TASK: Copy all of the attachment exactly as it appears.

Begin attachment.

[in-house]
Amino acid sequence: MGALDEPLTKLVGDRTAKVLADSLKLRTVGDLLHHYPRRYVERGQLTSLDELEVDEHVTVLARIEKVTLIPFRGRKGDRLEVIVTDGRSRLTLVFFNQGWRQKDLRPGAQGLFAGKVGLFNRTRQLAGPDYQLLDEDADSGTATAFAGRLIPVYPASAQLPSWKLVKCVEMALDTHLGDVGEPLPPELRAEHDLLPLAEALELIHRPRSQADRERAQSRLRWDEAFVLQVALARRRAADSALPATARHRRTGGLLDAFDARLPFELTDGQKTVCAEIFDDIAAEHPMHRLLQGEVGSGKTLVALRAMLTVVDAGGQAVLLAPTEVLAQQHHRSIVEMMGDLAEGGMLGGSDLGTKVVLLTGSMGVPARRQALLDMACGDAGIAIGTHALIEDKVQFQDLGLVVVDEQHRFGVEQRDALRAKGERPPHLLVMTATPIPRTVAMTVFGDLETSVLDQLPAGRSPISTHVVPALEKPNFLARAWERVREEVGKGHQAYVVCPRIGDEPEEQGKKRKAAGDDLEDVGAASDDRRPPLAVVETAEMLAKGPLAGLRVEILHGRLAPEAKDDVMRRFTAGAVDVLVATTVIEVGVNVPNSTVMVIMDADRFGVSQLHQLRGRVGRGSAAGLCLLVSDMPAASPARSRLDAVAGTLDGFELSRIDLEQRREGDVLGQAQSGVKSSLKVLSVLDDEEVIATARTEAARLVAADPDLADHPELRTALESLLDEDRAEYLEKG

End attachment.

[in-house]
Amino acid sequence: MGALDEPLTKLVGDRTAKVLADSLKLRTVGDLLHHYPRRYVERGQLTSLDELEVDEHVTVLARIEKVTLIPFRGRKGDRLEVIVTDGRSRLTLVFFNQGWRQKDLRPGAQGLFAGKVGLFNRTRQLAGPDYQLLDEDADSGTATAFAGRLIPVYPASAQLPSWKLVKCVEMALDTHLGDVGEPLPPELRAEHDLLPLAEALELIHRPRSQADRERAQSRLRWDEAFVLQVALARRRAADSALPATARHRRTGGLLDAFDARLPFELTDGQKTVCAEIFDDIAAEHPMHRLLQGEVGSGKTLVALRAMLTVVDAGGQAVLLAPTEVLAQQHHRSIVEMMGDLAEGGMLGGSDLGTKVVLLTGSMGVPARRQALLDMACGDAGIAIGTHALIEDKVQFQDLGLVVVDEQHRFGVEQRDALRAKGERPPHLLVMTATPIPRTVAMTVFGDLETSVLDQLPAGRSPISTHVVPALEKPNFLARAWERVREEVGKGHQAYVVCPRIGDEPEEQGKKRKAAGDDLEDVGAASDDRRPPLAVVETAEMLAKGPLAGLRVEILHGRLAPEAKDDVMRRFTAGAVDVLVATTVIEVGVNVPNSTVMVIMDADRFGVSQLHQLRGRVGRGSAAGLCLLVSDMPAASPARSRLDAVAGTLDGFELSRIDLEQRREGDVLGQAQSGVKSSLKVLSVLDDEEVIATARTEAARLVAADPDLADHPELRTALESLLDEDRAEYLEKG